We talked about cars and high school and college and caught up on old times.  We talked until the sun started to go down at which point he said he had to leave before it got dark since he didn’t have any lights hooked up on his car and since he didn't have any lights hooked up on his car he couldn’t drive after dark.
 When I asked him what was wrong with his lights on his car, he told me he had a short in the wiring.  He had a short in his wiring because he had wired his lights up so that he could turn off the tail lights with a rocker switch on the dash when he wanted to outrun the cops and something had shorted out all the lights so he couldn’t drive at night now until he fixed it.

Simple problem, he said, he just didn’t have any time that day to fix it and since he worked so much and since he drove the car only during the day, it really didn’t matter until he could get around to fixing it.  Maybe this weekend he'd have time ...

He showed me his Road Runner and he bragged a lot about the power of the big Mopar under the hood.  He'd put a lot of money into the big engine and when he left, he waited until he was three blocks away before he stomped the accelerator to the floor.  I heard the big block motor roar, I heard sticky tires screaming as they friction burned and melted on fresh black asphalt, and with that sound of old style performance roaring away into the distance, I kind of realized, sadly that I would never see Chris again.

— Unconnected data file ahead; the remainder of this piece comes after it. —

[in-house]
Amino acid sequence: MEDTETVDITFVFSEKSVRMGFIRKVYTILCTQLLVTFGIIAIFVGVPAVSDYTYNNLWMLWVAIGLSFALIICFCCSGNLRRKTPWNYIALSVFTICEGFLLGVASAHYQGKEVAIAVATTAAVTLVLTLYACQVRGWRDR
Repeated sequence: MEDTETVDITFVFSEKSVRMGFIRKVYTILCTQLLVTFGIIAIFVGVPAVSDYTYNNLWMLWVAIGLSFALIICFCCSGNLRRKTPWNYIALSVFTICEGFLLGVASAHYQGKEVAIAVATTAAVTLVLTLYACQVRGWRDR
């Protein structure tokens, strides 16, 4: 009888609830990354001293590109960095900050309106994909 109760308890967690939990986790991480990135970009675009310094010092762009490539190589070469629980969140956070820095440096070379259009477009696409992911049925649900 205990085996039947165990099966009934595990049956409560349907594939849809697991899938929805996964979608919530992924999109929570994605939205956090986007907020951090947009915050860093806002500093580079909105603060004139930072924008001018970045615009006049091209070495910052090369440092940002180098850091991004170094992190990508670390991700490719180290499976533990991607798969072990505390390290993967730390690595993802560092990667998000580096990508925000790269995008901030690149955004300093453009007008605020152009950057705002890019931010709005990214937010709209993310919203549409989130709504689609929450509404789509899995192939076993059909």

It was just a feeling, right then and there, but it was a sure feeling, one you could bank on.

To this day, I still wonder what ever happened to Chris. He had a lot of hard knocks in life, I'll give him that, but a lot of the situations he found himself in were simply situations that he had gotten himself in through no fault other than his own.  A lot of his situations could have been easily avoided with a little fore-thought and / or a little common sense.   Looking back at our friendship spread over the last seven years I honestly hoped that somehow Chris would manage to turn things around and pull out of what I considered to be a self-inflicted nose-dive into oblivion.

Chris was a good friend, he was truly one of those kind of friends who just rode off into the sunset one day never to be heard from again ... in fact, he wasn’t even at our ten year high school reunion in 1997 and no one knew where he was or what had happened to him.


Chris in his '81 Z28 at my parents' house

Chris behind the wheel of his Z28

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The '81 Z28 and the '79 "Bandit" Trans-Am parked in front of my parents house, circa Spring 1987

The '81 Z28 and '79 TA

Guess which one was faster ...?  Heheheheheheh!